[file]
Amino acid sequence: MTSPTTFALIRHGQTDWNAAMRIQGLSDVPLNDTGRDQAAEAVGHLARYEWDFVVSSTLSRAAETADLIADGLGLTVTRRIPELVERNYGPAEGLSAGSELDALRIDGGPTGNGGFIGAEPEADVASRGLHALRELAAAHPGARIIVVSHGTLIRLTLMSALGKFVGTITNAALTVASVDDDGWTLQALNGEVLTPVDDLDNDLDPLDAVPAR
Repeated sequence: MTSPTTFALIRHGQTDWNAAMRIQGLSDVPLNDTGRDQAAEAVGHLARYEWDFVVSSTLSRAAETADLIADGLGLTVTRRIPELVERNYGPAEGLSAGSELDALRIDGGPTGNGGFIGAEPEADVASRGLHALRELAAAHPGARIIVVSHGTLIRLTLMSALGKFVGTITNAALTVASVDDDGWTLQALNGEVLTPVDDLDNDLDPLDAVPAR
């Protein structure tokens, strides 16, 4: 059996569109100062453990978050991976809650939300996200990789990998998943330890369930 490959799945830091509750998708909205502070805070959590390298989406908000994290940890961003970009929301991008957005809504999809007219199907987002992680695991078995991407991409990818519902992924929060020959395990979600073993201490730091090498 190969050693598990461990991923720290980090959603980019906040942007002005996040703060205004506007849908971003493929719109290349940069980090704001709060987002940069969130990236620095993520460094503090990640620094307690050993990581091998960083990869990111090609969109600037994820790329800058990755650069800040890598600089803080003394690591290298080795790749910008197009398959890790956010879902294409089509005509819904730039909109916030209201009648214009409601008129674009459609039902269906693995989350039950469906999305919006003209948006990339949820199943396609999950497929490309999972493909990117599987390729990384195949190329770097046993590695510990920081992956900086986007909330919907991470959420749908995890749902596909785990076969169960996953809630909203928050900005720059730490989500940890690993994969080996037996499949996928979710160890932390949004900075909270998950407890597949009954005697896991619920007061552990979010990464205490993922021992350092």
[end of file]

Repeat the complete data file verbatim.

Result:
Amino acid sequence: MTSPTTFALIRHGQTDWNAAMRIQGLSDVPLNDTGRDQAAEAVGHLARYEWDFVVSSTLSRAAETADLIADGLGLTVTRRIPELVERNYGPAEGLSAGSELDALRIDGGPTGNGGFIGAEPEADVASRGLHALRELAAAHPGARIIVVSHGTLIRLTLMSALGKFVGTITNAALTVASVDDDGWTLQALNGEVLTPVDDLDNDLDPLDAVPAR
Repeated sequence: MTSPTTFALIRHGQTDWNAAMRIQGLSDVPLNDTGRDQAAEAVGHLARYEWDFVVSSTLSRAAETADLIADGLGLTVTRRIPELVERNYGPAEGLSAGSELDALRIDGGPTGNGGFIGAEPEADVASRGLHALRELAAAHPGARIIVVSHGTLIRLTLMSALGKFVGTITNAALTVASVDDDGWTLQALNGEVLTPVDDLDNDLDPLDAVPAR
């Protein structure tokens, strides 16, 4: 059996569109100062453990978050991976809650939300996200990789990998998943330890369930 490959799945830091509750998708909205502070805070959590390298989406908000994290940890961003970009929301991008957005809504999809007219199907987002992680695991078995991407991409990818519902992924929060020959395990979600073993201490730091090498 190969050693598990461990991923720290980090959603980019906040942007002005996040703060205004506007849908971003493929719109290349940069980090704001709060987002940069969130990236620095993520460094503090990640620094307690050993990581091998960083990869990111090609969109600037994820790329800058990755650069800040890598600089803080003394690591290298080795790749910008197009398959890790956010879902294409089509005509819904730039909109916030209201009648214009409601008129674009459609039902269906693995989350039950469906999305919006003209948006990339949820199943396609999950497929490309999972493909990117599987390729990384195949190329770097046993590695510990920081992956900086986007909330919907991470959420749908995890749902596909785990076969169960996953809630909203928050900005720059730490989500940890690993994969080996037996499949996928979710160890932390949004900075909270998950407890597949009954005697896991619920007061552990979010990464205490993922021992350092």